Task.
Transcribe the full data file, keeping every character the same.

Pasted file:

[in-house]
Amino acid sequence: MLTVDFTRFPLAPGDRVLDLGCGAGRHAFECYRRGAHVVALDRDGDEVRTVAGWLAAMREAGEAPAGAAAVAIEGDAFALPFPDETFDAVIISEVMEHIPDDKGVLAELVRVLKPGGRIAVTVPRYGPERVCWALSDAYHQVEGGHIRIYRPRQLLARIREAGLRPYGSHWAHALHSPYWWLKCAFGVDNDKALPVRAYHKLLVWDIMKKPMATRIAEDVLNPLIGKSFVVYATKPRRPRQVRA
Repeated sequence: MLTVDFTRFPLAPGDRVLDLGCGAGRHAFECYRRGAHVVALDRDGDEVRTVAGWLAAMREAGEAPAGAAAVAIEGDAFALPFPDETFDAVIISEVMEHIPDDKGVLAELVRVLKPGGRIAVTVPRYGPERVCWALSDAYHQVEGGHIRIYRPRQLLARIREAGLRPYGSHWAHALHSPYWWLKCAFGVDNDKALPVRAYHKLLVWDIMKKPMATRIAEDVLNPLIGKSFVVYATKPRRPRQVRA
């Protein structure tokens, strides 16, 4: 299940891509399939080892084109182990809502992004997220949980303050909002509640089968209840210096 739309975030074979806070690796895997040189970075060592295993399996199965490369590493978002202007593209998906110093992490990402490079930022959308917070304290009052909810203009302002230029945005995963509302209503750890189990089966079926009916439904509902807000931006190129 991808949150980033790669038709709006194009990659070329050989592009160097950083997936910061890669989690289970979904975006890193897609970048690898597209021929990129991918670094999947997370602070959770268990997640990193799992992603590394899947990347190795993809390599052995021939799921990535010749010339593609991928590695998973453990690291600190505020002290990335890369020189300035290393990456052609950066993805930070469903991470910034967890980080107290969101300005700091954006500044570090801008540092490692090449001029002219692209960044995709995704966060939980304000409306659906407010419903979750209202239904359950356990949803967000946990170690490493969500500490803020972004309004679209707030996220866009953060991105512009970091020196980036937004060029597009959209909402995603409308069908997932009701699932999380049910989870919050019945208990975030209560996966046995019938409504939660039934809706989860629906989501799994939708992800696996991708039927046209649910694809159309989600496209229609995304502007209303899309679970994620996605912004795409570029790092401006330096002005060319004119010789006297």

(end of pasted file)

[in-house]
Amino acid sequence: MLTVDFTRFPLAPGDRVLDLGCGAGRHAFECYRRGAHVVALDRDGDEVRTVAGWLAAMREAGEAPAGAAAVAIEGDAFALPFPDETFDAVIISEVMEHIPDDKGVLAELVRVLKPGGRIAVTVPRYGPERVCWALSDAYHQVEGGHIRIYRPRQLLARIREAGLRPYGSHWAHALHSPYWWLKCAFGVDNDKALPVRAYHKLLVWDIMKKPMATRIAEDVLNPLIGKSFVVYATKPRRPRQVRA
Repeated sequence: MLTVDFTRFPLAPGDRVLDLGCGAGRHAFECYRRGAHVVALDRDGDEVRTVAGWLAAMREAGEAPAGAAAVAIEGDAFALPFPDETFDAVIISEVMEHIPDDKGVLAELVRVLKPGGRIAVTVPRYGPERVCWALSDAYHQVEGGHIRIYRPRQLLARIREAGLRPYGSHWAHALHSPYWWLKCAFGVDNDKALPVRAYHKLLVWDIMKKPMATRIAEDVLNPLIGKSFVVYATKPRRPRQVRA
């Protein structure tokens, strides 16, 4: 299940891509399939080892084109182990809502992004997220949980303050909002509640089968209840210096 739309975030074979806070690796895997040189970075060592295993399996199965490369590493978002202007593209998906110093992490990402490079930022959308917070304290009052909810203009302002230029945005995963509302209503750890189990089966079926009916439904509902807000931006190129 991808949150980033790669038709709006194009990659070329050989592009160097950083997936910061890669989690289970979904975006890193897609970048690898597209021929990129991918670094999947997370602070959770268990997640990193799992992603590394899947990347190795993809390599052995021939799921990535010749010339593609991928590695998973453990690291600190505020002290990335890369020189300035290393990456052609950066993805930070469903991470910034967890980080107290969101300005700091954006500044570090801008540092490692090449001029002219692209960044995709995704966060939980304000409306659906407010419903979750209202239904359950356990949803967000946990170690490493969500500490803020972004309004679209707030996220866009953060991105512009970091020196980036937004060029597009959209909402995603409308069908997932009701699932999380049910989870919050019945208990975030209560996966046995019938409504939660039934809706989860629906989501799994939708992800696996991708039927046209649910694809159309989600496209229609995304502007209303899309679970994620996605912004795409570029790092401006330096002005060319004119010789006297």